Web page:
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Take a ride on an electric boat, fish without a license (and with free loaner gear), hike, bike, boat or just enjoy the flora and fauna of the beautiful Texas Hill Country.

You can do it all at Inks Lake State Park, located on Park Road 4 between Burnet and Marble Falls. It’s just a few miles west of U.S. 281.

New hiking trails just opened, winding through granite outcroppings, live oak, cactus, and mesquite along the banks of Inks Lake. The water in Inks, which is a constant-level lake in the Colorado River chain that runs from Buchanan to Bastrop, is what really makes the park special, says Carol Adams, a naturalist at the park.

“Having the water in Inks makes for beautiful vistas when you’re on the trails,” Adams says. “It makes for diverse opportunities for activities, too.”

For example, she suggests kayaking for an upper body workout, then hiking the trails for the lower body. You can swim in the warmer months and enjoy the bird-watching and fishing all year around.

And if you don’t know how to do any of that, Adams and her fellow rangers can help.

Every Friday, you can fish with a ranger on one of the park’s two piers using equipment from the tackle loaner program. And because you’re fishing in a state park, you don’t need a license, Adams says. Check the website at for times, as they change throughout the year.

Also depending on weather and the time of year, electric boat rides around the lake are available for an extra charge.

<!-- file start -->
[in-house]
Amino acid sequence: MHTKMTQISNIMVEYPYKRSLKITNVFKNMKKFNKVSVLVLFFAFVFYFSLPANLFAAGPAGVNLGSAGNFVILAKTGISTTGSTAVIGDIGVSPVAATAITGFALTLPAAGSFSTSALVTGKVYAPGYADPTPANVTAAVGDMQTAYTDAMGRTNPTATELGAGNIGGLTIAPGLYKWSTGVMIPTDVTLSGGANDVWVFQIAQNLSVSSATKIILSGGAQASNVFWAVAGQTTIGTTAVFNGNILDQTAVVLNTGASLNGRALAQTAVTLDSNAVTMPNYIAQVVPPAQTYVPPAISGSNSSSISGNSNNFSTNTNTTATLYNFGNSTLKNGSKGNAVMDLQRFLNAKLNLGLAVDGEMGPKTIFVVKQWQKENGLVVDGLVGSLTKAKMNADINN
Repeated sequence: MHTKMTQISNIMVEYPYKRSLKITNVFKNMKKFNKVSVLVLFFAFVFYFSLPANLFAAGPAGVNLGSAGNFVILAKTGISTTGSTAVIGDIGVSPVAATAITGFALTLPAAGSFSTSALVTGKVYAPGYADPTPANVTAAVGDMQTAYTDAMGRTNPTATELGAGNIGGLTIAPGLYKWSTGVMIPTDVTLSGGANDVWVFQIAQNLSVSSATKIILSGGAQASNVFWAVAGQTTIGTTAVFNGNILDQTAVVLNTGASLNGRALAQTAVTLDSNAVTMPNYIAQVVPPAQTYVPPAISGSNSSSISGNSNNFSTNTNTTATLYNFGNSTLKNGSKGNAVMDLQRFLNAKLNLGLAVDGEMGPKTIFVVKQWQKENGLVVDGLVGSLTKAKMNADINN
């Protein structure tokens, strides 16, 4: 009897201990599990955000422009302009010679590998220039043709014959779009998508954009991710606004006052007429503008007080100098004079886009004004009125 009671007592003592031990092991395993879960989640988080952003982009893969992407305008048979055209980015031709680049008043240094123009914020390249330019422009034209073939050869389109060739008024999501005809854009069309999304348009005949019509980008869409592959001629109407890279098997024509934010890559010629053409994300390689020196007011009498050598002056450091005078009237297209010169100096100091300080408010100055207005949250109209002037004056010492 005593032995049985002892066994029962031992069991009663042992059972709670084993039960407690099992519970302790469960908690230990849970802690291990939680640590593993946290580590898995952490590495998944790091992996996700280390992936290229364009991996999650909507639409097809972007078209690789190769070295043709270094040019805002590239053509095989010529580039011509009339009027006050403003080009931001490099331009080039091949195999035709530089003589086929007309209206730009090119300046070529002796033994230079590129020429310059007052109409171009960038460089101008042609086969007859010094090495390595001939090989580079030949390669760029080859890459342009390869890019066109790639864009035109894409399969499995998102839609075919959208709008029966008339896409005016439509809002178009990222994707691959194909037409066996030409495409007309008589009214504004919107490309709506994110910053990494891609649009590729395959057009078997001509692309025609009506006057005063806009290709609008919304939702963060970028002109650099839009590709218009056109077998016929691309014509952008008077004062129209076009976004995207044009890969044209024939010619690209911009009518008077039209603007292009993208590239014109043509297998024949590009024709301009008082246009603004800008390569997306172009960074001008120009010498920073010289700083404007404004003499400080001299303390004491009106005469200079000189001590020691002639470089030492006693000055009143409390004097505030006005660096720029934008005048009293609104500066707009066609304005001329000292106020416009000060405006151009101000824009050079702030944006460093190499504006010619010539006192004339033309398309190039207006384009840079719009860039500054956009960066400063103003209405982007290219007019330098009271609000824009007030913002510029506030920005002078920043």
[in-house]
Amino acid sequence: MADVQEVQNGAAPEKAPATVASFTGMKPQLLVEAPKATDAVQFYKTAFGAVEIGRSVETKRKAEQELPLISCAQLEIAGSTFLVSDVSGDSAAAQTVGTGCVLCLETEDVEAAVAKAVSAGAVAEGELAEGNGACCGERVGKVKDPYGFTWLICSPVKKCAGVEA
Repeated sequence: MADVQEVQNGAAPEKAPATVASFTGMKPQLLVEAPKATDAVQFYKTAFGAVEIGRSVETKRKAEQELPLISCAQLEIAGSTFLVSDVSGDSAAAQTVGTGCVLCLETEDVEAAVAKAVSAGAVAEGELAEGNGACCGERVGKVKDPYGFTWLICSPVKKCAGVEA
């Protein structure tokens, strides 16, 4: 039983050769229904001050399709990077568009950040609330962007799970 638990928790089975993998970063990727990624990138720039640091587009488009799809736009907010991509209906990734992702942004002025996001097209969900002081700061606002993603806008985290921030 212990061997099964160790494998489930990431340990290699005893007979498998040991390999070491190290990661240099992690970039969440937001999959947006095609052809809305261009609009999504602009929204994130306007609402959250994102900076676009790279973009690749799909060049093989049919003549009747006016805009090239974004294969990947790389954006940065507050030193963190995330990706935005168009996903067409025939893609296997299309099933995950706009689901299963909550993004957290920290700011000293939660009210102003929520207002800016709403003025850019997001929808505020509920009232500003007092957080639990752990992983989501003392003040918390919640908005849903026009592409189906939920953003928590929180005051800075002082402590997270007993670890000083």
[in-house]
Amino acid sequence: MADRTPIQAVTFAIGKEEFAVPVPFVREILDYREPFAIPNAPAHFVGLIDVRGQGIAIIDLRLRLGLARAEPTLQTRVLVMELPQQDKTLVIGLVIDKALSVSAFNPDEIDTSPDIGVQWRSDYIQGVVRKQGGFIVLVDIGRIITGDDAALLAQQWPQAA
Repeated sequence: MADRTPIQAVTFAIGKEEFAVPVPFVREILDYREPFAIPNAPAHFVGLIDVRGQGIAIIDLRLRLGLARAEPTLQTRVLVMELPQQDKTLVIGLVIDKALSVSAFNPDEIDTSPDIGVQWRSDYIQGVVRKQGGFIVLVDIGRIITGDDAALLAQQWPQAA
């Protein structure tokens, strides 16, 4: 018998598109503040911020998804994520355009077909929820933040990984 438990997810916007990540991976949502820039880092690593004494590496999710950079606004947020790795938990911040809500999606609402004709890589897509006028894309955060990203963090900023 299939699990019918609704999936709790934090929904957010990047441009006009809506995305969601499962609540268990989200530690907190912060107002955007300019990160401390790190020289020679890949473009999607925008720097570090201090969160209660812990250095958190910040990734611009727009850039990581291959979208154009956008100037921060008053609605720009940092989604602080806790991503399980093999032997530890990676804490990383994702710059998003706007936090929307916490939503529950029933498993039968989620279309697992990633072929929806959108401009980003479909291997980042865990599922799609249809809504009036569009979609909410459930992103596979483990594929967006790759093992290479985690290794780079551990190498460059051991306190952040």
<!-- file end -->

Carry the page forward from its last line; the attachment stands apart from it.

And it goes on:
“In December, I do what is called a Jingle Bell Jaunt on the weekends,” Adams says. “We have hot chocolate at the park store and we get in the boat and go for a cruise. We may even sing a carol or two!”

The rangers also offer electric boat sunset cruises, kayaking lessons and tours (including a midnight paddle), and organized hikes and bird-watching with a naturalist. Bird-watching treks are on foot and by boat. Hiking can include lessons in geology or plants and animals, take your pick.

The Magic of Murmurations is just one example of a nature hike available at the park.

“A murmuration is when black birds and grackles fly into a cove to roost,” Adams says. “Thousands of them come from all directions and they make these patterns in the sky called murmurations, where they all turn at the same time, getting ready to land in the reeds.”

Murmurations this fall and winter will be followed by Owl Prowls, another bird-hiking feature dreamed up by this creative, nature-loving ranger.

“Fall and winter are the best times to go for hikes,” Adams says. “We have beautiful colors in winter that are like fall in other parts of country, and the water is so peaceful. When the sun comes out and reflects on beautiful calm, blue water, it is just so tranquil and healing. Who doesn’t need that in the winter?”